A Clinic in the middle of nowhere

Akot Medical Clinic is built in Ruweng State, South Sudan, about 45-50 km southeast of Pariang town, the headquarter of the state. It was built between January and May 2016 by the local residents in Akot with the help of Athiolget Women’s & Children’s Health Association team. The local team designed it, supplied timber for the walls and roof, and grass for the roof as well. The ropes were woven by women’s group who also helped in supplying water and local beer during the building phase. The building is 10 X 3.5 m and has been divided into three rooms for consultation, waiting area and medicines storage.

Clinic still getting some repairs as Chol Michar Kon worked on the entry door

Village residents remain in a queue as they are treated with antimalarial, worm tablets, asthma puffers and painkillers

Akot Village is over 2,000km north from Juba City by seasonal road and over 1,000km by air. Juba is the capital City of South Sudan and the only functioning town in South Sudan as others have been devastated by the war between South Sudan and Sudan and from the crises starting from 2013. Jubais the lifeline of Pariang town as Sudan civil war rages 60km away in the Nuba Mountains in South Kordofan and Blue Nile pouring in thousands of refugees into Ruweng State. These refugees are located in Yida, Ajuong Thok and Pamir camps in Ruweng State. The relations between South Sudan and Sudan government is a simmering pot waiting to boil over anytime. There is no trade allowed between the two countries, therefore no goods come from north Sudan. See the map below.

Map of South Sudan and neighbouring countries

Akot Village lies about 65km north of the Sudd Swamp, Bahr el Ghazal River, Lake No and the White Nile. During the rainy season, these water masses pour excess water to the area sometimes causing flooding. The village has over 5,000 residents whose economy depends on crop farming and animals keeping. The main crops are sorghum, maize, sesame, okra, tobacco, beans and ground nuts. Animals include cows, goats, sheep, donkeys and birds such as chickens. Most crop and animal products are for local consumption.

An evening fun for Akot village young men and women playing drums close to the clinic.

The village has no schools, hospitals, clean drinking water or road linking it to Pariang town or Yida, the nearest airstrip in the state particularly during wet season. Most disease outbreaks e.g. malaria, dysentery, cholera, typhoid and kala-azar happen during the rainy season when the village is isolated and villagers have to carry the sick to Pariang Primary Health Centre on their heads or shoulders. Depending on the weight of the patient, the journey can take up to 2-5 days to get to the nearest help. This devastates the family especially if the sick is one of the breadwinners who may end up dead or spend most of his/her times recovering in towns far away from the family.

Akot Medical Clinic has raised hope in the community as members will access medical care while they are close to their families, farms and animals without having to spend time away. We hope to provide immediate access to medical treatments, vaccinations, education on sanitation and hygiene, distribute birthing kits and supply clean drinking water.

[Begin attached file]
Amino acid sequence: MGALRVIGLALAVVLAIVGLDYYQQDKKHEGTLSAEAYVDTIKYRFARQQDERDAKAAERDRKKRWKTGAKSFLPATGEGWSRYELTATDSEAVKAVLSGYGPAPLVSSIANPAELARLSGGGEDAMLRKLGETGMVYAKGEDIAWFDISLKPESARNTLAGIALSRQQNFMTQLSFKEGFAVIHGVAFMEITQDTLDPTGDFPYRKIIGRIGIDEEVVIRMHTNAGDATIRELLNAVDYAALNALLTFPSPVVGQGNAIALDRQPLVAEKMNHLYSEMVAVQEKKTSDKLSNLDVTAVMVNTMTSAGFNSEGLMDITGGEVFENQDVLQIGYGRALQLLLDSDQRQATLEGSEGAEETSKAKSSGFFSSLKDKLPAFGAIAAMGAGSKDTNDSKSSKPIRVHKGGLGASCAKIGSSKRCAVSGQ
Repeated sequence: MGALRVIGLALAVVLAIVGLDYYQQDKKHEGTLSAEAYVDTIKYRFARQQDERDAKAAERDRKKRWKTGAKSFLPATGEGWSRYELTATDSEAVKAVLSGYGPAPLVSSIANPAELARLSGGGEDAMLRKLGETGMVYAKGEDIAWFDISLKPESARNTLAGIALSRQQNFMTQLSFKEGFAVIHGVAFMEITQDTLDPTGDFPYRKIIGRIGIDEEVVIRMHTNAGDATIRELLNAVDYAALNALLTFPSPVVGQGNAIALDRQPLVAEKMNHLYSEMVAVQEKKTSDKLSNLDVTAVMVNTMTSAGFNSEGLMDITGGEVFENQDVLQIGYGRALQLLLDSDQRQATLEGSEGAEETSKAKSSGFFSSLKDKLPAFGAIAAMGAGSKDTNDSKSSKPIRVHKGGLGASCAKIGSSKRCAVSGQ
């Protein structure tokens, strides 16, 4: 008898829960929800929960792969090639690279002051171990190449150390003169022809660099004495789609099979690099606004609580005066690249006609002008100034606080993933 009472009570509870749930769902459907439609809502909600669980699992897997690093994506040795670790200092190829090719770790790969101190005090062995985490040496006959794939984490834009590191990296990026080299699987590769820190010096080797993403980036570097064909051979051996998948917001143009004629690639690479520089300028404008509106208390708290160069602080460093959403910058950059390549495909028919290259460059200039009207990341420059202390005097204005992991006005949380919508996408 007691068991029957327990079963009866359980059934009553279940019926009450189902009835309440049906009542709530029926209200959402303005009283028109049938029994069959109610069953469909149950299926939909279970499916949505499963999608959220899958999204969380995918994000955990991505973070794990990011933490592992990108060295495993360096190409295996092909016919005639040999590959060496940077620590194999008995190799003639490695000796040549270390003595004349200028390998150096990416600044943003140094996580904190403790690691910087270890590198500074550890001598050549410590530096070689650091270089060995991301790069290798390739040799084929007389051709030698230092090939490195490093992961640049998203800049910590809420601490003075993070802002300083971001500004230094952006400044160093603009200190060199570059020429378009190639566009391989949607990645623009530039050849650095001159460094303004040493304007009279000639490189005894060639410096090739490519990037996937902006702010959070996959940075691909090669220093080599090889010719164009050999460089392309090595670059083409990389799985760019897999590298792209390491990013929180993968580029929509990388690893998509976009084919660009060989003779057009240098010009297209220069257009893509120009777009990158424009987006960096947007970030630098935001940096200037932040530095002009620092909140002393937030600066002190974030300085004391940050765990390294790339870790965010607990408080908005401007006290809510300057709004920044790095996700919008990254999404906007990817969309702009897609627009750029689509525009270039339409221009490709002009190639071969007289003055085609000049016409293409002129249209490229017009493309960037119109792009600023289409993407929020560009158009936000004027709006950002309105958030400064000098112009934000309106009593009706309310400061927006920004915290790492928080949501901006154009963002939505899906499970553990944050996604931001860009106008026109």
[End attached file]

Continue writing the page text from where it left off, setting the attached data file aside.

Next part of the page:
We have employed Victor Thon Arop as our community health officer and commenced his job in the middle of December. Victor who is an American citizen received his training in the US and he is more than capable in dealing with tropical diseases. He returned to South Sudan in 2011 to serve the community and has worked with various non-governmental organisations since that time and he is loved by the community. Paul Monyluak Michar Kon has also been nominated as the program director in Ruweng State to facilitate communications and activities relating to partnerships with other organisations, government and local communities. Paul is the headmaster of Biu Primary School in a
small town 25 km away from Akot village. We hope he will also do a great job. Other staff members such as cleaner, security officer and pharmacy assistant will be employed as we commence in January 2017.

Mr Victor Thon Arop, our new nurse assistant at Akot Medical Centre.


However, access to drinking water, whether clean or unsafe still remain a critical problem during the dry season. The streams, ponds or pools are dry by December and most people and their animals will move close to the White Nile, Bahr el Ghazal River or Lake No by the beginning of January. Those who choose to remain in Akot village from February have to walk long distances to fetch water mainly for survival until the beginning of June. For the clinic to remain functioning as anticipated during both dry and wet season, Athiolget Women’s & Children’s Health Association Inc. has commenced getting quotes for hand and solar powered water pumps. This will provide an important step forward as clean drinking water will reduce the number of water borne diseases, dehydration, increase community productivity and create a central point for governance. No government officials have ever visited the area and I hope having a clinic and water pump will attract other services such as school, church es, businesses/traders and other government and/or NGOs to the area.

In conclusion, there is a lot of hard work to be done in South Sudan in all sectors of human development. Akot Village is just one of too many neglected and forgotten places in the world. These are places where nothing is recorded, reported, written about or kno wn about and will continue as it is for other centuries to come.


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